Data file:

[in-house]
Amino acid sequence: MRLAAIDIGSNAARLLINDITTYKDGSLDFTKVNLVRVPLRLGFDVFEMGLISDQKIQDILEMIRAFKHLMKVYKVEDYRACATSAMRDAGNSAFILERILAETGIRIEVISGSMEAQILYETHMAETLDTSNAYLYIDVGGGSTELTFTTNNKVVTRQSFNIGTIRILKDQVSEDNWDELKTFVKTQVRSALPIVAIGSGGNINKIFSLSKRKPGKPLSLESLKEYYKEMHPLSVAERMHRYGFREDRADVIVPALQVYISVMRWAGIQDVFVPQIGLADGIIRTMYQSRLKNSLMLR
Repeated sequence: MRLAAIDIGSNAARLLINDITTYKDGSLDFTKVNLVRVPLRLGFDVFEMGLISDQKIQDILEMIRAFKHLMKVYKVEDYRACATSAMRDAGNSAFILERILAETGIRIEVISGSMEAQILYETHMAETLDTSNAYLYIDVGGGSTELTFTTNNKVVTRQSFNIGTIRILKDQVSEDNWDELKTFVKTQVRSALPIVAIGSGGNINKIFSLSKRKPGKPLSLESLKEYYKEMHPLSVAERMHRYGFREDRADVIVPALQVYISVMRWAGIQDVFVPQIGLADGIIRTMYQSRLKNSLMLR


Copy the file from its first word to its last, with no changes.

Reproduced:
[in-house]
Amino acid sequence: MRLAAIDIGSNAARLLINDITTYKDGSLDFTKVNLVRVPLRLGFDVFEMGLISDQKIQDILEMIRAFKHLMKVYKVEDYRACATSAMRDAGNSAFILERILAETGIRIEVISGSMEAQILYETHMAETLDTSNAYLYIDVGGGSTELTFTTNNKVVTRQSFNIGTIRILKDQVSEDNWDELKTFVKTQVRSALPIVAIGSGGNINKIFSLSKRKPGKPLSLESLKEYYKEMHPLSVAERMHRYGFREDRADVIVPALQVYISVMRWAGIQDVFVPQIGLADGIIRTMYQSRLKNSLMLR
Repeated sequence: MRLAAIDIGSNAARLLINDITTYKDGSLDFTKVNLVRVPLRLGFDVFEMGLISDQKIQDILEMIRAFKHLMKVYKVEDYRACATSAMRDAGNSAFILERILAETGIRIEVISGSMEAQILYETHMAETLDTSNAYLYIDVGGGSTELTFTTNNKVVTRQSFNIGTIRILKDQVSEDNWDELKTFVKTQVRSALPIVAIGSGGNINKIFSLSKRKPGKPLSLESLKEYYKEMHPLSVAERMHRYGFREDRADVIVPALQVYISVMRWAGIQDVFVPQIGLADGIIRTMYQSRLKNSLMLR